Hospitalfield Interdisciplinary Residency

August 2019, Arbroath, Scotland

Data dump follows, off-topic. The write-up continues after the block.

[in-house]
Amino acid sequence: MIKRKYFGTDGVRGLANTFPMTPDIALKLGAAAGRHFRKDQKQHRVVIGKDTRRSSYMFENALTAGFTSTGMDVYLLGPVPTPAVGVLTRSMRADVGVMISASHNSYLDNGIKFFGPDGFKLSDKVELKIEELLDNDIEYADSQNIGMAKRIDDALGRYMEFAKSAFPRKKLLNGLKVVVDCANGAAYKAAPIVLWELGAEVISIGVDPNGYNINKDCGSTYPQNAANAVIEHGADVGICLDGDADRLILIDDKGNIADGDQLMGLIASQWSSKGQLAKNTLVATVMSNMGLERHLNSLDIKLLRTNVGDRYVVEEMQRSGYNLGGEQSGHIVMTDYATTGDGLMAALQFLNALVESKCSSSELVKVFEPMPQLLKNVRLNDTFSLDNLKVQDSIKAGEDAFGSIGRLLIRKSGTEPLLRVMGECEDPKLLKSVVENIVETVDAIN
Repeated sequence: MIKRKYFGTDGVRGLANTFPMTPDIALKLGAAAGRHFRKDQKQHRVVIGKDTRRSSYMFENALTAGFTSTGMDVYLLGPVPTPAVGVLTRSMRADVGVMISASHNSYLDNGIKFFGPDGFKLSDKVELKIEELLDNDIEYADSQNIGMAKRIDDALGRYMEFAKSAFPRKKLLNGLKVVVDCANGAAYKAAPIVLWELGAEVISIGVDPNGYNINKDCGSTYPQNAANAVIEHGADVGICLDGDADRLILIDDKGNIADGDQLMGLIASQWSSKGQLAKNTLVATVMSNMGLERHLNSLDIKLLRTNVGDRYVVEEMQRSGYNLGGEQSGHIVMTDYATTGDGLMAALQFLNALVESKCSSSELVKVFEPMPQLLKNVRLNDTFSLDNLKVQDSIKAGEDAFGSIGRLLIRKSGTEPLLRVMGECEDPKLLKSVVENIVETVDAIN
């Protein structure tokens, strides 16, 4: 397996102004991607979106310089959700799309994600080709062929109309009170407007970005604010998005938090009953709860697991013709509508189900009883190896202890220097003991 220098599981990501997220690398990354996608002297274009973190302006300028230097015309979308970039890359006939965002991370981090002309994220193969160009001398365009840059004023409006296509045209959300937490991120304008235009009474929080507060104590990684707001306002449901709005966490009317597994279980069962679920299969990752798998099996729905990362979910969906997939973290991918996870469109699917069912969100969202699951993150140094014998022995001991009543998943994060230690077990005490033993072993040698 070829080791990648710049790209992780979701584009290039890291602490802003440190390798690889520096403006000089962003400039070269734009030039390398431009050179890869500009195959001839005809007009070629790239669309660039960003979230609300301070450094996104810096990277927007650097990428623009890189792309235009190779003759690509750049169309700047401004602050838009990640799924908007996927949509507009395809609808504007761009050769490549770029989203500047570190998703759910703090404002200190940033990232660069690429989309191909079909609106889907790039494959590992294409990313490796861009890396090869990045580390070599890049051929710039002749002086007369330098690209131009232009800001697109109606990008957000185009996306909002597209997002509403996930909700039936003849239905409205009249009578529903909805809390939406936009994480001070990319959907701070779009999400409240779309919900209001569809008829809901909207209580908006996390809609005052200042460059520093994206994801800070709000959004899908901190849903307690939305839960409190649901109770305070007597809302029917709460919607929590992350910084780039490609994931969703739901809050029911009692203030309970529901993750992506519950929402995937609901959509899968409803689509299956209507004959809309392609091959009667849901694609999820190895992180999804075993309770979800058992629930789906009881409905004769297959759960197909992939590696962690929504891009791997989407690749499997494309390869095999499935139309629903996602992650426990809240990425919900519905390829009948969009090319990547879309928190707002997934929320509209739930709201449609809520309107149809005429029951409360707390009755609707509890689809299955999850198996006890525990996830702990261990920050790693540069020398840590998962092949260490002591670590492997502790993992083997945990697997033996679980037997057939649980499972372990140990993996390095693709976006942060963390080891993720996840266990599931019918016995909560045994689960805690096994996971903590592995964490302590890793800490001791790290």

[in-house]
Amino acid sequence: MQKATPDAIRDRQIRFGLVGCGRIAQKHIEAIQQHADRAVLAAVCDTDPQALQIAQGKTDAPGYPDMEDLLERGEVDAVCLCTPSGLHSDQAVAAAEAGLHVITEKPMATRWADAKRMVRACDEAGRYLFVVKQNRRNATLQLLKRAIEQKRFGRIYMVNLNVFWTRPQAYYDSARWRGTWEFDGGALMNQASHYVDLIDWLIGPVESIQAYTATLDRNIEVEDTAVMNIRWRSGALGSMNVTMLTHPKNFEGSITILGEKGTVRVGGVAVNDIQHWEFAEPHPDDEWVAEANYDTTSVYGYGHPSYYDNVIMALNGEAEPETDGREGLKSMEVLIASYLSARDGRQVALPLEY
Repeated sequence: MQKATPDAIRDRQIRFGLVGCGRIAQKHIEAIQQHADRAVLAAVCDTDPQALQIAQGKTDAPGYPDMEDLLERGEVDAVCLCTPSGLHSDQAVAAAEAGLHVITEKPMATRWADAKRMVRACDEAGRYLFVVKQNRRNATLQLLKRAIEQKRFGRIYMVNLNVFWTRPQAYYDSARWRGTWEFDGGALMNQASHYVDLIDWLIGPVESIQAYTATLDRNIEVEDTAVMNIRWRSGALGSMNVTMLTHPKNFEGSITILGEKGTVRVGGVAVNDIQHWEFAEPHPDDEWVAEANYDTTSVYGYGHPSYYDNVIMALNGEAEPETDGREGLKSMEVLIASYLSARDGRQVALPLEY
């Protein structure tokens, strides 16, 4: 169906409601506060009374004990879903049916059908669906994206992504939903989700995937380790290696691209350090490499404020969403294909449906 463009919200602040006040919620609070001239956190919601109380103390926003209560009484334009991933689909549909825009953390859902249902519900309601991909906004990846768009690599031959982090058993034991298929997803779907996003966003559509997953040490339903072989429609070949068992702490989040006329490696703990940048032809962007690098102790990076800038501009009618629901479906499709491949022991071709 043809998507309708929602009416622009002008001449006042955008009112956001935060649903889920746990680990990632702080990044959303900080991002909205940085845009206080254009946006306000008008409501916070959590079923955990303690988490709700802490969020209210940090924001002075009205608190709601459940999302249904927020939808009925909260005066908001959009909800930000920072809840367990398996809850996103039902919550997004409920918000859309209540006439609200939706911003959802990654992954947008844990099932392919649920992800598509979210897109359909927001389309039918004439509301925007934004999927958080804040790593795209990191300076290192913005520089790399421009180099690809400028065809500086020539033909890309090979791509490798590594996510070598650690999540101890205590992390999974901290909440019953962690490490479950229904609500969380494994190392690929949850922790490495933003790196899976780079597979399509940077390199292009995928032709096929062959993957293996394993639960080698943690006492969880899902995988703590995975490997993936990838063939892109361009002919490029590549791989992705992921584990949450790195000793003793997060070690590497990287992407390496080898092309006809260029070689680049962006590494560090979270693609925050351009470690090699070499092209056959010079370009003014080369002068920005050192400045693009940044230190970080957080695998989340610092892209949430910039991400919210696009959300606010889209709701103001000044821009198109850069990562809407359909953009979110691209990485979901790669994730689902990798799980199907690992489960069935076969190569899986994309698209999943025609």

During the residency at Hospitalfield, I’ll be working on a new concept for storytelling installations, in which the contents of the stories themselves change dynamically.  My past storytelling installations have employed recorded audio clips that either played on a loop or were triggered using motion detectors. But human beings are often unreliable narrators; the stories that we tell can shift over time, as our memories fade and our motivations and biases rewrite our recollections of history.  This is especially true in our contemporary politics, in an era of “fake news” and “alternative facts” where basic perceptions of factual reality can become objects of contestation.  I am interested in exploring these ideas, and their political implications, through storytelling installations in which the stories deform or shift over time.  During my time at Hospitalfield, I will tackle various conceptual challenges associated with installations of this kind, as well as drafting sample variations of story scripts.  In what ways can stories lose their original meanings, and gain new ones, through gradual corruptions of a text?  Through what kind of “score” or “flowmap” could story variations be represented, kept track of, and ultimately translated into a computer program?  In an installation where visitors have finite time and attention, what story lengths and what kinds of story variations would be most effective?  And through what technologies could the changes in stories potentially be made interactive, for instance motion detectors tracking visitors’ movements, facial recognition software parsing visitors’ emotions, or even some mechanism through which visitors could register their own preferences through voting?